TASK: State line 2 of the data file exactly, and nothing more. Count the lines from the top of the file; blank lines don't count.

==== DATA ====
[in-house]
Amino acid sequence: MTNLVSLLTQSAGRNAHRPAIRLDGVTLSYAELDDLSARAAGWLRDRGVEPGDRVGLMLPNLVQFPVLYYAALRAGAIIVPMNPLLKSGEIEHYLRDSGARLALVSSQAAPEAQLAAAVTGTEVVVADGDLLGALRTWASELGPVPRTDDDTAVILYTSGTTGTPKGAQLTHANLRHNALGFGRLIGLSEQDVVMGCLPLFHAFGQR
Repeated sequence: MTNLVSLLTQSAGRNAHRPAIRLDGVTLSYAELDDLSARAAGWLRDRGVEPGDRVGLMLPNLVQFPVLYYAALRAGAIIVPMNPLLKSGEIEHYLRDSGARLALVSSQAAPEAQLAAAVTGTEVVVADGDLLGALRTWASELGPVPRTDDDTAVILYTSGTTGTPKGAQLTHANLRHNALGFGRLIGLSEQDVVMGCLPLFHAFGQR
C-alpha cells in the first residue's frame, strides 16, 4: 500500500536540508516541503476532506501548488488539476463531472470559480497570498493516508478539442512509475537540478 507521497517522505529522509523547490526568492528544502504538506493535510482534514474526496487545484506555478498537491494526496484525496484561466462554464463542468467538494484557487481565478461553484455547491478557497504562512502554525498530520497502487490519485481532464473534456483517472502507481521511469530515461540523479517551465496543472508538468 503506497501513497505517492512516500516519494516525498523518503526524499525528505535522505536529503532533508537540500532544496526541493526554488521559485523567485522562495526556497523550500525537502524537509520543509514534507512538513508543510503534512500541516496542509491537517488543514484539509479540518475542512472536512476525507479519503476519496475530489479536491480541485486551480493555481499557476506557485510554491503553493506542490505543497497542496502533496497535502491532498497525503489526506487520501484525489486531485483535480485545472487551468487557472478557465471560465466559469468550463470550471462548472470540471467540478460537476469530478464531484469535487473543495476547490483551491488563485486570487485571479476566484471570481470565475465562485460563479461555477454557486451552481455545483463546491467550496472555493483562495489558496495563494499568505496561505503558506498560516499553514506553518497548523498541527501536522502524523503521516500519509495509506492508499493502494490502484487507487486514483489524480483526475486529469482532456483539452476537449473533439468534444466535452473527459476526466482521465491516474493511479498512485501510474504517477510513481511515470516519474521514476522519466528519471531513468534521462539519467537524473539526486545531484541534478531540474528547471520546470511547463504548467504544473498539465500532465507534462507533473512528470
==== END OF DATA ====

Amino acid sequence: MTNLVSLLTQSAGRNAHRPAIRLDGVTLSYAELDDLSARAAGWLRDRGVEPGDRVGLMLPNLVQFPVLYYAALRAGAIIVPMNPLLKSGEIEHYLRDSGARLALVSSQAAPEAQLAAAVTGTEVVVADGDLLGALRTWASELGPVPRTDDDTAVILYTSGTTGTPKGAQLTHANLRHNALGFGRLIGLSEQDVVMGCLPLFHAFGQR